Ramirez is 0-3 with a 4.46 ERA this year, though he has a 2.86 ERA since June 5, a period during which opponents are hitting .216 with a .622 OPS against him. He has struck out 17 and walked seven in 22 innings during the run.
With both Michael Bowden and Felix Doubront expected to be called up from Triple-A Pawtucket in the near future, the Sox will need to clear spots in the bullpen for both pitchers. That, in turn, might explain why the Sox are making some of their own relievers available at a time when they are in the market for relief upgrades.
|07.31.10 at 1:43 pm ET|
Mike Lowell still hadn’t been activated from the 15-day disabled list prior to the Red Sox meeting with the Tigers Saturday afternoon. The infielder said he hadn’t heard anything new since the Red Sox asked Lowell for patience while they figured out what the roster might look like following non-waiver trade deadline. In the ‘It Shouldn’t Make a Difference Dept’ Lowell does have a limited no-trade clause, with the player and team each choosing two teams that the list would be comprised of. From the players perspective, the two clubs on the no-trade list are Pittsburgh and San Francisco.
|07.31.10 at 1:41 pm ET|
The July 31 deadline for non-waiver trades is less than three hours away. Yet Red Sox manager Terry Francona suggested that he has “no idea” whether his club will do anything before it passes at 4 p.m.
“I just don’t know,” Francona said. “If you asked [Sox GM Theo Epstein] right now, I don’t know if he knows.”
One area that the Sox are unquestionably exploring is the market for bullpen help. Yet the Sox have been deterred by what they’ve seen as an excessive cost of doing business.
The team makes no secret of the fact that it has endured a significant bullpen struggle this year. The bullpen ERA stands at a pitiable 4.43 mark, and the options aside from Daniel Bard and Jonathan Papelbon have been suboptimal for the Sox.
Yet the team is also leery of spending heavily to acquire relief help. Relievers are volatile, going from All-Star performances to virtual irrelevance, a fact that is evident even by looking at the Sox’ own bullpen corps.
“[Hideki Okajima] is a good example. He’s a guy that’s made the All-Star team. He’s run thorugh some tough times,” said Francona. “When you’re acquiring bullpen help, there’s certainly some amount of a crapshoot with it. That’s what I’m sure Theo and those guys are discussing right now, and it’s very difficult decisions. You’re probably going to overpay for a reliever, and that is very difficult.”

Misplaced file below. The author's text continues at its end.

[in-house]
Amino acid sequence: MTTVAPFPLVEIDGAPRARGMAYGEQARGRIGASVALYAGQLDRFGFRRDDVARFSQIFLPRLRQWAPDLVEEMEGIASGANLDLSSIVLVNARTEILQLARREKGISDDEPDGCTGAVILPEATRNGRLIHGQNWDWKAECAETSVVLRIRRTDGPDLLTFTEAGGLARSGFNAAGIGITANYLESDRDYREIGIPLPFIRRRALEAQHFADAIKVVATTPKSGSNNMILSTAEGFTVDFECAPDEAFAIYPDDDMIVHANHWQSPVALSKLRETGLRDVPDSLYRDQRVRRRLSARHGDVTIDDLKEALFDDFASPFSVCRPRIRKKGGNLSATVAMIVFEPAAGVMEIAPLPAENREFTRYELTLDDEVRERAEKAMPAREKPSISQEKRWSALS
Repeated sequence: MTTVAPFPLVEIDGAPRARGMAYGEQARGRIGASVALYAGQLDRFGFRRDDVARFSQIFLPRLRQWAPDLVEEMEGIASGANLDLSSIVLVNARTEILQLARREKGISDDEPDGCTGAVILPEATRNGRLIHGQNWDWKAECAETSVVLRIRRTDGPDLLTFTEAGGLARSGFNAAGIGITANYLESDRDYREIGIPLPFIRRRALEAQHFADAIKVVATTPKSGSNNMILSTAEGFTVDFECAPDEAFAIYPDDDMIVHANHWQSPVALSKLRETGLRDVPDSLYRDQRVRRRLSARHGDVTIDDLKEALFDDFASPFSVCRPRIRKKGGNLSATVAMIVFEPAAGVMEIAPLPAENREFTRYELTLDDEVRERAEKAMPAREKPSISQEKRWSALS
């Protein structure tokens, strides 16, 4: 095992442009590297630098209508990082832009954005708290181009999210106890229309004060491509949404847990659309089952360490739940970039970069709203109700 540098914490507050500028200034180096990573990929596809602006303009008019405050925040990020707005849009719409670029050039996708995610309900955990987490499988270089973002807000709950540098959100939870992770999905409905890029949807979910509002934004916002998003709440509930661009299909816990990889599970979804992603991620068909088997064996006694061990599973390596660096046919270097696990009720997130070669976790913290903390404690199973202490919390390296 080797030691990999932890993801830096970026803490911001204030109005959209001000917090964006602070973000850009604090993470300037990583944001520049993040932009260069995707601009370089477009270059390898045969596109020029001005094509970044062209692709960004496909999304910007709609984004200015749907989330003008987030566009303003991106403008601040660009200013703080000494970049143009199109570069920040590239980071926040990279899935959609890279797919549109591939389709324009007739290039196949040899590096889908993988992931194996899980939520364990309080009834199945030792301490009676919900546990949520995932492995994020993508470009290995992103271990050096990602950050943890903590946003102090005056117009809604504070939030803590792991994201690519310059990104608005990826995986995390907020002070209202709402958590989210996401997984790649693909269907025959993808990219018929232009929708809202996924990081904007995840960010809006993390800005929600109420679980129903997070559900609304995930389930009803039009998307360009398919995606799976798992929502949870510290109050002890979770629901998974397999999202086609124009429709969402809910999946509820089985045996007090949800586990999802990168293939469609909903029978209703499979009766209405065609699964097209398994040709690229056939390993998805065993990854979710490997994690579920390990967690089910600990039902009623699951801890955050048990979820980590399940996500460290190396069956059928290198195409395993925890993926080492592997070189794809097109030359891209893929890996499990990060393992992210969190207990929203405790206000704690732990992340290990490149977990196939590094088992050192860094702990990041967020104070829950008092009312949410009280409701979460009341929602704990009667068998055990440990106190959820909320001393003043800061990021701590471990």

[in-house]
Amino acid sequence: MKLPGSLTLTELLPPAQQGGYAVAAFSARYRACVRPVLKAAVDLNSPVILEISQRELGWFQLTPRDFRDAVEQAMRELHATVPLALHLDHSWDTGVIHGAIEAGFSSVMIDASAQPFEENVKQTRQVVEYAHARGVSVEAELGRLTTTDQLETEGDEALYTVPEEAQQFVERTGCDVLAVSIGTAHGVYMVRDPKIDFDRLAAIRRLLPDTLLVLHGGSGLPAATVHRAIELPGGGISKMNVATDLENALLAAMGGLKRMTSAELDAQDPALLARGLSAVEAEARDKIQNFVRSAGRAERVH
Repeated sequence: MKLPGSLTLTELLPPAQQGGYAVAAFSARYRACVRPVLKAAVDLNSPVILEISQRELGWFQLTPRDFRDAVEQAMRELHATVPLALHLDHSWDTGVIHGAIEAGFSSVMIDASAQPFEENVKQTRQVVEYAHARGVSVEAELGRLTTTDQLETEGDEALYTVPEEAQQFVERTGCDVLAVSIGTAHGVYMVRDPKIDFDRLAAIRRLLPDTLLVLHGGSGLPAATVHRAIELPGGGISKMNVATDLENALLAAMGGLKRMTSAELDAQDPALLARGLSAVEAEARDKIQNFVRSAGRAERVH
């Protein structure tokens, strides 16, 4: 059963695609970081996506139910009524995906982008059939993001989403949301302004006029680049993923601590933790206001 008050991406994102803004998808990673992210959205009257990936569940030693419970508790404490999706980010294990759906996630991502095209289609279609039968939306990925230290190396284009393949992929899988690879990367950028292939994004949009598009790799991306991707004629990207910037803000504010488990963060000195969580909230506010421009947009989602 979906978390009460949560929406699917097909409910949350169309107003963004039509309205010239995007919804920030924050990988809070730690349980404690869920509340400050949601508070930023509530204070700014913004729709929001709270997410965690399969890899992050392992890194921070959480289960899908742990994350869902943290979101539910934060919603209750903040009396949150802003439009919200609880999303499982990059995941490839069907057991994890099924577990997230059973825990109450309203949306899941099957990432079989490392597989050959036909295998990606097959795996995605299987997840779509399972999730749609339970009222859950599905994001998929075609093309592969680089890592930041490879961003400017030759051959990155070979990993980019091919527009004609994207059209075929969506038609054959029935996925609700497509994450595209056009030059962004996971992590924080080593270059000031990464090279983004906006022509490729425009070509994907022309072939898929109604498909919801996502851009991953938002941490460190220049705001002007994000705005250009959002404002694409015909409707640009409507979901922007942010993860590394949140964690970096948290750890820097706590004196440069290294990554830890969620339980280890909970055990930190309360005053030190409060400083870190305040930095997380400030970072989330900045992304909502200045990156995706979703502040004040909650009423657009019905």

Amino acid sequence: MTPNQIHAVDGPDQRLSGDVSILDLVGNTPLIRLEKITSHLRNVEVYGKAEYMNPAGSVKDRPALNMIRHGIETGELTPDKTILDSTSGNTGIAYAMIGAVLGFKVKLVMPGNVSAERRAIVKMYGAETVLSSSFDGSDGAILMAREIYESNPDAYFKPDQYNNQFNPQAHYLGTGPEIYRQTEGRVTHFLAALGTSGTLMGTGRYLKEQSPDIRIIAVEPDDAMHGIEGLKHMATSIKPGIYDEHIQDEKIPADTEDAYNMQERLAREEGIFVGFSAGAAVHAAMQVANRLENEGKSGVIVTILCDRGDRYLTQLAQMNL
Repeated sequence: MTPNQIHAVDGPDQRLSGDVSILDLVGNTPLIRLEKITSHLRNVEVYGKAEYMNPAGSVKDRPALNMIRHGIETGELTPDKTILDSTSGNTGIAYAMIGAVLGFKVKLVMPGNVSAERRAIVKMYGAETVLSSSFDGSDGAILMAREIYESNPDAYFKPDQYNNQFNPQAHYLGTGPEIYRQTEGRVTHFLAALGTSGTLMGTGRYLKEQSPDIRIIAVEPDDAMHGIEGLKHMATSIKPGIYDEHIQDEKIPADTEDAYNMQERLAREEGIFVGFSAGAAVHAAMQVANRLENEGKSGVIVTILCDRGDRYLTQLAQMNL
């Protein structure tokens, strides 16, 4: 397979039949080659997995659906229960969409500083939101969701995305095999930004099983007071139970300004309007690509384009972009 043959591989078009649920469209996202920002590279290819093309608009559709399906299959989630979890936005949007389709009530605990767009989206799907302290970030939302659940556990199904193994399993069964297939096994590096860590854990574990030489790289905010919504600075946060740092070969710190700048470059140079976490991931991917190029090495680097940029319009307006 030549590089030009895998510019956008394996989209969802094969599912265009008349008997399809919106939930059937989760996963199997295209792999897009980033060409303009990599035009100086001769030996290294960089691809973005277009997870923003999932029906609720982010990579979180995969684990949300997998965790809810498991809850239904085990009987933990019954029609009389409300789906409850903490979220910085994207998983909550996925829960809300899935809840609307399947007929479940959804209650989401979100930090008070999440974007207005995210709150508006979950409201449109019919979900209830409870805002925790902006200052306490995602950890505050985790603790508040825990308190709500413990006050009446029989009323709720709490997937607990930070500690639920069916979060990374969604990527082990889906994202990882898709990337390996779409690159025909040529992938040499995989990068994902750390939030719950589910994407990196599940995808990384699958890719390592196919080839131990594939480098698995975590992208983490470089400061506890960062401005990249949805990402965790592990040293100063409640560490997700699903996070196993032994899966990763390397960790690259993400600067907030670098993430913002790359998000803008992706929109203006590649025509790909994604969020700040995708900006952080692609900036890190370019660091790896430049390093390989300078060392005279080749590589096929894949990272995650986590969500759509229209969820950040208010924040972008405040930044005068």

That, in turn, makes the notion of internal fixes appealing. And the Sox will certainly seek to bolster their relief corps from within.
Michael Bowden is currently in Pawtucket, honing his craft as a reliever. On Friday night, the organization informed left-hander Felix Doubront that he will likewise be groomed for relief duty for the rest of the year. Francona emphasized that the club still views the 22-year-old’s long-term future as being a member of the big league rotation, but for the rest of 2010, the team believes that Doubront can be part of the solution to its late-inning struggles.
“Everybody involved thinks this kid has a chance to impact us going forward this year in the bullpen,” said Francona. “He’s going to be a starter – a major league starter. But I think for the rest of the year, if he gets the chance, he can maybe impact us out of the bullpen. But we want to, like we do with these other guys, get him some innings out of the bullpen.
“He throws strikes. He’s quick to the plate. The game doesn’t speed up. There’s nothing that doesn’t [impress about him]. The only thing is, I think, he hasn’t done it. He’s been groomed as a starter. There’s some things he has to get used to: getting up in the middle of the game, mindset, again, we just want to give him a chance to do that. It’s the only way it’s fair.”